11 August 2011

Lights, camera, Euxina circumdata!

I bought a new camera recently that can take high resolution videos, which I intend to use to film my favorite creatures. The ultimate aim is to better understand their behavior and functional anatomy.

I am more or less a novice at this and still learning the tricks of video photography, especially of the close-up, hand-held camera kind. The experience I have gained from years of still photography helps, though.

Here is one of my 1st attempts at snail cinematography. The subject was an adult Euxina circumdata with a shell length of 11.7 mm.


Do remember that at such high magnifications the depth of field is very short as it would be in any kind of close-up photography. As a result, not everything is in focus simultaneously. But the nice thing about using a hand-held camera is that I can move it back and forth to bring different parts of the subject in focus.

Notice how short the snail's foot is relative to its shell. Because of that size discrepancy, the snail can't lift its shell up when crawling on a horizontal surface. I have written about this before in this post. Nevertheless, the adhesion provided by the short foot is more than enough to support the weight of the snail's body and its shell when it's crawling sideways as you can see in the video or even upside down.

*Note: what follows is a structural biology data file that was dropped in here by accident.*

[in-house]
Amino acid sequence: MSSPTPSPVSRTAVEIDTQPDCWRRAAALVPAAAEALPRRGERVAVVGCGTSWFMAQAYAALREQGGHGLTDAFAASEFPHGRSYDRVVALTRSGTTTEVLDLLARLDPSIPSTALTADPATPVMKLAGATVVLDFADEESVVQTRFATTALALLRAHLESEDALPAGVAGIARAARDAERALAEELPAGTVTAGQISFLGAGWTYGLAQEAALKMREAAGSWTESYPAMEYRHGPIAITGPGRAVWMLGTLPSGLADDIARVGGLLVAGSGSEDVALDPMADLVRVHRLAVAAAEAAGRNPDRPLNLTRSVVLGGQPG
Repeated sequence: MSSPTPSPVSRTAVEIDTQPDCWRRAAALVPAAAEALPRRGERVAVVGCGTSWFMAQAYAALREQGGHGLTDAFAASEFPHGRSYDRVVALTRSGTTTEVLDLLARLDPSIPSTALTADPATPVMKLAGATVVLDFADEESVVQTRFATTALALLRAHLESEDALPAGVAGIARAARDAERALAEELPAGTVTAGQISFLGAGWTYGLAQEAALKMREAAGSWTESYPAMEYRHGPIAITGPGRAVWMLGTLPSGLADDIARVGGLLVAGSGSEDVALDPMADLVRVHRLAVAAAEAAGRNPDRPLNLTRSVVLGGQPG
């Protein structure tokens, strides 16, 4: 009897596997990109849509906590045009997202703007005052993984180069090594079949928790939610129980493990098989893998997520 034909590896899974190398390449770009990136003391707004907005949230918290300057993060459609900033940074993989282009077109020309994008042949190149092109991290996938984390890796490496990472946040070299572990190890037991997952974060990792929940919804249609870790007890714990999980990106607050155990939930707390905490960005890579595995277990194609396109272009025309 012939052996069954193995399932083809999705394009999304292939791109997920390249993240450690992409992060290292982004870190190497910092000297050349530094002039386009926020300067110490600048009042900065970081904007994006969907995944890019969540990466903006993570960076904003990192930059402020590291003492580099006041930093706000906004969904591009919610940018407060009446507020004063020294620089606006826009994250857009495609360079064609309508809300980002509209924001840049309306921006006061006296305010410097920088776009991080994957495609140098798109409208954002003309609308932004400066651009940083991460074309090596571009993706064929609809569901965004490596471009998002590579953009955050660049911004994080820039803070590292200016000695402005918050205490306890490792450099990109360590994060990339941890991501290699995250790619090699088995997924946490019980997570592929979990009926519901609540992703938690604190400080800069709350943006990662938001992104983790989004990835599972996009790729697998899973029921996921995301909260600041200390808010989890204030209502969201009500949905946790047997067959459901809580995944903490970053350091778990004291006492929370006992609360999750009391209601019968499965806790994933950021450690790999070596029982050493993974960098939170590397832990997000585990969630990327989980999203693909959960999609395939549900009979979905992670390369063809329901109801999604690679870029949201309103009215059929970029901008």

I had to reduce the resolution of the file to be able to upload it here. The original uncut version is 225 MB.


Cindy said...

Amazing to see him swing that big shell over the edge like that. And why would a little snail have such a big shell anyway?


The rest of the snail inside the shell is big!

سحس said...

Nice blog

JK said...

Speaking of small animal lifting such a large object (ie. shell), a bioengineering idea crossed my mind- Could the operational mechanics of this Clausilid be a model for designing a machine to lift large objects (eg. for mega-construction projects)?

Just a wild thought...


The carrying power of these snails all depends on how strong an attachment they can form with their feet. I understand a snail's foot functions as a suction with the help of its sticky slime.